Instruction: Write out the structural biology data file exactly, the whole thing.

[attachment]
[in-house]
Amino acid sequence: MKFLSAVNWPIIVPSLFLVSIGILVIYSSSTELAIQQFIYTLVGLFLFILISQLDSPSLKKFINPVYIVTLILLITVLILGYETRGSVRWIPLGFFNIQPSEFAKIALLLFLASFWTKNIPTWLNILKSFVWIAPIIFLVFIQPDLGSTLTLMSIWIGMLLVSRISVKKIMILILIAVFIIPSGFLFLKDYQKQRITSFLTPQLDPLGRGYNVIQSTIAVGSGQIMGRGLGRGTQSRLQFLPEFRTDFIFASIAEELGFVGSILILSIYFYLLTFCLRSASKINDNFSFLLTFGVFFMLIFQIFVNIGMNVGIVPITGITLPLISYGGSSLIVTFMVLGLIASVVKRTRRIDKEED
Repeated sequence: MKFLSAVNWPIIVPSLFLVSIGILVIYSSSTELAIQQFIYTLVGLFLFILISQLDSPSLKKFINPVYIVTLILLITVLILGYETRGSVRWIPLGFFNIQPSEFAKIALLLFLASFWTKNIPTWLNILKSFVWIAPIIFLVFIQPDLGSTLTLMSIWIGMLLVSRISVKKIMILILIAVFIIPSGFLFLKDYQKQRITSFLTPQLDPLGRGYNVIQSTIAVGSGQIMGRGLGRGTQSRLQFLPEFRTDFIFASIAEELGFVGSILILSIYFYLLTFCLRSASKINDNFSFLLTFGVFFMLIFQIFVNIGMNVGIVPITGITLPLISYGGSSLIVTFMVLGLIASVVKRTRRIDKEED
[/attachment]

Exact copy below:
[in-house]
Amino acid sequence: MKFLSAVNWPIIVPSLFLVSIGILVIYSSSTELAIQQFIYTLVGLFLFILISQLDSPSLKKFINPVYIVTLILLITVLILGYETRGSVRWIPLGFFNIQPSEFAKIALLLFLASFWTKNIPTWLNILKSFVWIAPIIFLVFIQPDLGSTLTLMSIWIGMLLVSRISVKKIMILILIAVFIIPSGFLFLKDYQKQRITSFLTPQLDPLGRGYNVIQSTIAVGSGQIMGRGLGRGTQSRLQFLPEFRTDFIFASIAEELGFVGSILILSIYFYLLTFCLRSASKINDNFSFLLTFGVFFMLIFQIFVNIGMNVGIVPITGITLPLISYGGSSLIVTFMVLGLIASVVKRTRRIDKEED
Repeated sequence: MKFLSAVNWPIIVPSLFLVSIGILVIYSSSTELAIQQFIYTLVGLFLFILISQLDSPSLKKFINPVYIVTLILLITVLILGYETRGSVRWIPLGFFNIQPSEFAKIALLLFLASFWTKNIPTWLNILKSFVWIAPIIFLVFIQPDLGSTLTLMSIWIGMLLVSRISVKKIMILILIAVFIIPSGFLFLKDYQKQRITSFLTPQLDPLGRGYNVIQSTIAVGSGQIMGRGLGRGTQSRLQFLPEFRTDFIFASIAEELGFVGSILILSIYFYLLTFCLRSASKINDNFSFLLTFGVFFMLIFQIFVNIGMNVGIVPITGITLPLISYGGSSLIVTFMVLGLIASVVKRTRRIDKEED